In snowboarding, perhaps the solution is that whoever builds or OK's the ramp jumps off first.

Frankly, I am surprise these ramps and terrain parks even exist. I remember when aerials on skis were strictly forbidden, for fear of spinal injuries and lawsuits.
post #13 of 22
We are the only country in the world that allows attorneys to make a living the way they do. It's totally despicable and the main reason the country's going to hell so fast. What you reward you get more of. I think we have way too many ambulance chasers. The ABA should be changed to the AACA.
post #14 of 22
Bridgeman , I can hear your frustration. Some things you may want to know: Not all lawyers belong to the ABA - I don't. All lawyers who belong to the ABA are not in the business of suing people - many, who are like me, rarely go to court [did before, don't now]. We are basically advisors and wordsmiths. When lawyers like me are involved in litigation, we most usually are defending or otherwise protecting our business client - for example, I had to get a court order directing a particular individual not to open our sealed electric vault boxes, as he had been doing for his own nefarious reasons. The court gave us the order, her was duly served, and the practice stopped.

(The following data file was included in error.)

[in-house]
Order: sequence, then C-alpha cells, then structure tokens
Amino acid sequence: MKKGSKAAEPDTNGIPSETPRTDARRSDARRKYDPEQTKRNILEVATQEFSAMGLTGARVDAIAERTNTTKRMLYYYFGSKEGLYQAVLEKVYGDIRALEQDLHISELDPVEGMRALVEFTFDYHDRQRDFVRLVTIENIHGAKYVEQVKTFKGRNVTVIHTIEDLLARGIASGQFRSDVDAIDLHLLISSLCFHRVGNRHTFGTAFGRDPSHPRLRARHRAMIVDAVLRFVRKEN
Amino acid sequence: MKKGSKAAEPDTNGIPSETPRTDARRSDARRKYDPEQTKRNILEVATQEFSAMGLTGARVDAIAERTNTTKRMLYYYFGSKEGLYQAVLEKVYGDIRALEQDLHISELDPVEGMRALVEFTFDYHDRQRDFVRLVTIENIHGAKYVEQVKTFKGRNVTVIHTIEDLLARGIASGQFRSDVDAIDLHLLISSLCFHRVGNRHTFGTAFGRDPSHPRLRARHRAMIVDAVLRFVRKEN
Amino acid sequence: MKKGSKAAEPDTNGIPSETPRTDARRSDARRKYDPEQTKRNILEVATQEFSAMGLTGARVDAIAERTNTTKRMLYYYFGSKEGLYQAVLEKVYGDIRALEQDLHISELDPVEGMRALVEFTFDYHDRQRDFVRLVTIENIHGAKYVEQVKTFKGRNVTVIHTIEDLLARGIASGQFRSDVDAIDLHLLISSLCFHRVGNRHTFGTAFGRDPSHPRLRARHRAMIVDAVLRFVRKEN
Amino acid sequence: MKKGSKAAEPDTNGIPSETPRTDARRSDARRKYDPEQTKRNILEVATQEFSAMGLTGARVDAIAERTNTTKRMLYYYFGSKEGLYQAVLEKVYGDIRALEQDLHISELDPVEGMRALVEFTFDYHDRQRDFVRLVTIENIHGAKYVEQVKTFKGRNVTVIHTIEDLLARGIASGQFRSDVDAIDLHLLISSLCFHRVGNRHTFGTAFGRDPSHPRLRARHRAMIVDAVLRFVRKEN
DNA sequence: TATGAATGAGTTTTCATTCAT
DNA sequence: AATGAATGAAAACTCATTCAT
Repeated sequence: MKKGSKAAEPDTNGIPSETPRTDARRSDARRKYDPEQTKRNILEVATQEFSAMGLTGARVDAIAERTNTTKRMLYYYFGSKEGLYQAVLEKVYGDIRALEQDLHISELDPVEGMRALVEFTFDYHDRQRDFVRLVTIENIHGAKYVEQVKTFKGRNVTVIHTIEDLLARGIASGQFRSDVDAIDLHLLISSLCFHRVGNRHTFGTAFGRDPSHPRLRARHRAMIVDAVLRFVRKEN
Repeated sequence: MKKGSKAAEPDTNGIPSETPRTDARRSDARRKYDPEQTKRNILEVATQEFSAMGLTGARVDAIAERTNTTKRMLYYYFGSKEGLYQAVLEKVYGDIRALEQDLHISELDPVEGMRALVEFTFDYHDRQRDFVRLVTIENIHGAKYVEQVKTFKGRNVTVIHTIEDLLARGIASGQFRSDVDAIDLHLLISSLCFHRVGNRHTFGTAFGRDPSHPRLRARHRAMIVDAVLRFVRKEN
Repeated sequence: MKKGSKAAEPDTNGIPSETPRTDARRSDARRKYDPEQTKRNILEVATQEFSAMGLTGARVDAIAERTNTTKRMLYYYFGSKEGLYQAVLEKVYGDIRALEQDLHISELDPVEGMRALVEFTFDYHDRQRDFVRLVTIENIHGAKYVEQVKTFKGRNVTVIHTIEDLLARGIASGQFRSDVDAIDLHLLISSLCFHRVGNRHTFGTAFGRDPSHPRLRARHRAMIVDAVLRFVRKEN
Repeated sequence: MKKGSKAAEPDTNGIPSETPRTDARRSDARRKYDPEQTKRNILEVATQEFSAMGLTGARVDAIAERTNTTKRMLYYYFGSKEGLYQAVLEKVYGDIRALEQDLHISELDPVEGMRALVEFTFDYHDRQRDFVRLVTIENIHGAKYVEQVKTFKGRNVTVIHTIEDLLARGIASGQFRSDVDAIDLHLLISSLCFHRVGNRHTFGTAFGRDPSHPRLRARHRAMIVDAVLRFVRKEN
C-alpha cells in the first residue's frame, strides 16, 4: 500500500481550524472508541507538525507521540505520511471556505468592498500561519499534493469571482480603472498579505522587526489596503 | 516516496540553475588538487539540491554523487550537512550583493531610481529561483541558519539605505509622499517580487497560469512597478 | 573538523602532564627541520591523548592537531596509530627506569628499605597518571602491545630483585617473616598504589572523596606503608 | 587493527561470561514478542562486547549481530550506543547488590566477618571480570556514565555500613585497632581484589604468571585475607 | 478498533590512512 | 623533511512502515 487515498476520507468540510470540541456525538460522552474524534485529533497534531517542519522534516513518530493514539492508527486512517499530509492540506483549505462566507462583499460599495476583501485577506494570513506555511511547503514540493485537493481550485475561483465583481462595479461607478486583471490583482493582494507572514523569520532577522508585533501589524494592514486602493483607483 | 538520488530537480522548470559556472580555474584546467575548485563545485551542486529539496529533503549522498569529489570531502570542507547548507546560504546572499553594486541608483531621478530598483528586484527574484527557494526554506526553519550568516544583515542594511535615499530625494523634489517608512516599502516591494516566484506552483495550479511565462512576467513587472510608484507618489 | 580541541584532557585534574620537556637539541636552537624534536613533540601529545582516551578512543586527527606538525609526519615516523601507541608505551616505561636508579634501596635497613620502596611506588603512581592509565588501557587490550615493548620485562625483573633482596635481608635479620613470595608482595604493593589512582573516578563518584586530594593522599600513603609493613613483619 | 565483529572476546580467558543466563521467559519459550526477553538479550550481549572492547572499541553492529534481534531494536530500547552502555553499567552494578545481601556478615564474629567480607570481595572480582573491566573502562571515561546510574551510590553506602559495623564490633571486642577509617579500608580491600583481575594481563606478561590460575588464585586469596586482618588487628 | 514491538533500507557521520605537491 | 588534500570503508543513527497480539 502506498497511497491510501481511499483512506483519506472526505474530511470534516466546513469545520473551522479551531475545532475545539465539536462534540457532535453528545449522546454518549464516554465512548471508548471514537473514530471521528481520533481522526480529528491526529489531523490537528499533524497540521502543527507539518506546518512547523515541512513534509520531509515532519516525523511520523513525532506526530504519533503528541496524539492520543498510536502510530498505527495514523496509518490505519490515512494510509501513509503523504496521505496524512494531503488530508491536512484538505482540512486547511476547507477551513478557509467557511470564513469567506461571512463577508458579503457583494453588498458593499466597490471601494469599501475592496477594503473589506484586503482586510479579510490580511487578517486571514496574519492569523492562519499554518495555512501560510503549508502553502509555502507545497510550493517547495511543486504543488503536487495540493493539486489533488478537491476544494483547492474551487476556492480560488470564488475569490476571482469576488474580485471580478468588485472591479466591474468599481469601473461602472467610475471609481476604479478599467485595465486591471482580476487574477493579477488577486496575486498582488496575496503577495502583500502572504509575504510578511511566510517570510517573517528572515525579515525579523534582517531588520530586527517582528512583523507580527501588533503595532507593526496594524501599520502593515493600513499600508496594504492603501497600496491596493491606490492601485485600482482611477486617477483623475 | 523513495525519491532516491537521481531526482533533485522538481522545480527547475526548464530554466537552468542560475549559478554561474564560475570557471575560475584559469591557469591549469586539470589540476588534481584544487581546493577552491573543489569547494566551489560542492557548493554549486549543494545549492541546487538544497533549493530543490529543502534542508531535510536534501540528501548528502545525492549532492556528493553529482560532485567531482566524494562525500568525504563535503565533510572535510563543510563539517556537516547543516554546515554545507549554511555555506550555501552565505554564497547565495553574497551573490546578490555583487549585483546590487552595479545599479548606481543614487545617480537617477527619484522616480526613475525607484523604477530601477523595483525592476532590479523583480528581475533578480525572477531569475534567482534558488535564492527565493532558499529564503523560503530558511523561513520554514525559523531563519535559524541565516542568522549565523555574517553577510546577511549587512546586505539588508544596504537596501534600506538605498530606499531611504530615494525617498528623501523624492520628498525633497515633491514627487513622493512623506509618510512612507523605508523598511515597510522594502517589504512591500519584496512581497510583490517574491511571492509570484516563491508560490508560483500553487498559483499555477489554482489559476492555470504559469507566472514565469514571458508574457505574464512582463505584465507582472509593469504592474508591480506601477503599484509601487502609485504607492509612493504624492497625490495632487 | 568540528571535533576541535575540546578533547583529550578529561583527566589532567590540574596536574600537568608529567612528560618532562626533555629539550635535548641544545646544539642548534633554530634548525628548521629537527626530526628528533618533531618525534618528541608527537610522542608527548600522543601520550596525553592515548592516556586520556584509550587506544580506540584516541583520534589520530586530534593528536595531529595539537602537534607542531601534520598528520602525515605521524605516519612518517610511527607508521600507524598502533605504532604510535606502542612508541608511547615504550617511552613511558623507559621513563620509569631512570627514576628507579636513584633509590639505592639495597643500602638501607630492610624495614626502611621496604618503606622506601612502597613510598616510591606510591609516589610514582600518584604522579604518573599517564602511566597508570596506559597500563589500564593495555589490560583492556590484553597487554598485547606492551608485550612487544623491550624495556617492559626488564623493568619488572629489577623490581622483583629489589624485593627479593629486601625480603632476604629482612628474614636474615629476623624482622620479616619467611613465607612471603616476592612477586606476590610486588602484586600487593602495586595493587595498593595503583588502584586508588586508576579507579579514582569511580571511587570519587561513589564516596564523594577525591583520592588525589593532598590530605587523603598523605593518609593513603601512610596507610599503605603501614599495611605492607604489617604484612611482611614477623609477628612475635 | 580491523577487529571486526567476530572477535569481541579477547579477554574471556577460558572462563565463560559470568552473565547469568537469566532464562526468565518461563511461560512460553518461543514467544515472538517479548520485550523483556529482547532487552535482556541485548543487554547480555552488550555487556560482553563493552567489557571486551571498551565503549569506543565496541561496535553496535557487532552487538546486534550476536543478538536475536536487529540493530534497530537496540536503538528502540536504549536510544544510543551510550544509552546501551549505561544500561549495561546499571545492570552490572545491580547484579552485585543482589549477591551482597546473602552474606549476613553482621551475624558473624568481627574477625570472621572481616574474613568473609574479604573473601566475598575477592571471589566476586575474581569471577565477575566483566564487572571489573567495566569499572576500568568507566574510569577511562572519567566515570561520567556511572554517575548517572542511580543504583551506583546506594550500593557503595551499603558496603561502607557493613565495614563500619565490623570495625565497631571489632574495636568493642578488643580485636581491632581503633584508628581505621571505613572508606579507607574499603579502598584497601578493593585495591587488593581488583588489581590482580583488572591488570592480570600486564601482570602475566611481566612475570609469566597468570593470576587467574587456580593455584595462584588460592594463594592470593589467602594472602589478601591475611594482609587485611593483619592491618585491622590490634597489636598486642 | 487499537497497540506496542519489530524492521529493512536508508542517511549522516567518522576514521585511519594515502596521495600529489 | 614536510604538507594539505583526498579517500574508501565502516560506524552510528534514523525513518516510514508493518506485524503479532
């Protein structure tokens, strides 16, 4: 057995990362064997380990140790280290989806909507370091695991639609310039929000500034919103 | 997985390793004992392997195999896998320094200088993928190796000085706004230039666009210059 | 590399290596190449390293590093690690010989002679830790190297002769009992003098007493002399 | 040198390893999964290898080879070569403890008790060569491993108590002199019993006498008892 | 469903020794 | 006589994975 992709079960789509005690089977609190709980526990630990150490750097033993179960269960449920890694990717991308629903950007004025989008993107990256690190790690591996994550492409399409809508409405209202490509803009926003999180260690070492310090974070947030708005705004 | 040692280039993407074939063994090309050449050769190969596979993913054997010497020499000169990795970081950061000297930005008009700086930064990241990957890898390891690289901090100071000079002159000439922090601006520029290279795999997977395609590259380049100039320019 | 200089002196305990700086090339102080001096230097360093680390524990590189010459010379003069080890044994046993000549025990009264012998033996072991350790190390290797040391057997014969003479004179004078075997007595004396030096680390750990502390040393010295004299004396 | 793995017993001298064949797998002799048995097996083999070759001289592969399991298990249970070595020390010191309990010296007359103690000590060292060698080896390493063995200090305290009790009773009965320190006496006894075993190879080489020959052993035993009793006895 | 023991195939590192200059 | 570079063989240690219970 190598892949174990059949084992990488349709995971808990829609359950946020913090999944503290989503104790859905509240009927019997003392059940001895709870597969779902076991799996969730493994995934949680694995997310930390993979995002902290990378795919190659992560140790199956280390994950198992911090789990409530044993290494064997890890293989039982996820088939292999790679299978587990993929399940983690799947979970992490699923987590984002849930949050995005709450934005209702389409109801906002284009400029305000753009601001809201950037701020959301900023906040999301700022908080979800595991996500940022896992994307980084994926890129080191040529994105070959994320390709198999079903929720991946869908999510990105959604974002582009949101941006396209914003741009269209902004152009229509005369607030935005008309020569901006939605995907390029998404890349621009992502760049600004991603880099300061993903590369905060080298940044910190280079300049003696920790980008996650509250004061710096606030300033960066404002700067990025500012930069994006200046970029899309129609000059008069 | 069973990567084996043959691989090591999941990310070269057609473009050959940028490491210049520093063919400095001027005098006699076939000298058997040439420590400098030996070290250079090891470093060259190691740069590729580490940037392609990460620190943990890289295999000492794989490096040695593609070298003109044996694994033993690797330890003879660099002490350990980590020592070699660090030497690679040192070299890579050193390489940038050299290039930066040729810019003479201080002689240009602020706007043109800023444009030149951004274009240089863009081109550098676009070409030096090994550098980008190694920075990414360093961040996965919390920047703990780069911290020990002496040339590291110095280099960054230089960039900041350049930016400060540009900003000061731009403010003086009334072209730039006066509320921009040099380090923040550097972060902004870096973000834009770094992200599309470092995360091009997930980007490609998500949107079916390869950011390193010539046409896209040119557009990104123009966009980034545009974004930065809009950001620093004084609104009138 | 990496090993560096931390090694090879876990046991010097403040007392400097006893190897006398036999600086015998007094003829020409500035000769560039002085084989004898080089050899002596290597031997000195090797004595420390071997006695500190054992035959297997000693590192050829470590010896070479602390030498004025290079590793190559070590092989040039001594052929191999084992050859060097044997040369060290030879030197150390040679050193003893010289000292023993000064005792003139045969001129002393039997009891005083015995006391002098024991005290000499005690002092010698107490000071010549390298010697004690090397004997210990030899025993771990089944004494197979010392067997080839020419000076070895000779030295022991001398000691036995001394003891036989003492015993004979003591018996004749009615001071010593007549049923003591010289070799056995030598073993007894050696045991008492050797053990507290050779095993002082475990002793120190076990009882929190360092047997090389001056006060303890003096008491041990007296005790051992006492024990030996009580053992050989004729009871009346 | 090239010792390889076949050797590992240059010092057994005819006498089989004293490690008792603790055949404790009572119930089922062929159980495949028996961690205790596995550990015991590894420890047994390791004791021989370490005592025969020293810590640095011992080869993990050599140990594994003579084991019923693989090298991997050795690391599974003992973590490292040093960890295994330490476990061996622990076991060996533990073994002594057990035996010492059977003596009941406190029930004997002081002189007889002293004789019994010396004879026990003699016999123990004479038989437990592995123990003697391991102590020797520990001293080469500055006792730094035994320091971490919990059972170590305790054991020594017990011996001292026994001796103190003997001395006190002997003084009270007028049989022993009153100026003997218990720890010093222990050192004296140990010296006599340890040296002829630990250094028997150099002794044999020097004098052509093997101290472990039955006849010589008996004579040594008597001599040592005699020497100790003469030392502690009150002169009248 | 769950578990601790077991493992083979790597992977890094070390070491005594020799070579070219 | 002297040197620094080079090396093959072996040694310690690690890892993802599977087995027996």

There is a LARGE number of bad cases brought - and when the system is working well, they're weeded out. Since each of the fifty states has their own law and legal systems - in addition to the federal body of law and legal systems - the problem of ridiculous litigation and absurdly high verdicts varies widely from state to state.

On the matter of whether the snowboard jump was negligently built, or whether the lifties at DV should have been held accountable, that depends on ALL the facts which are in evidence in the case - and I am not yet convinced that the news media are all that good at conveying that kind of information to us - although they're getting better. The news as reported on this website just might report all the evidence we need to know what happened - and it might not.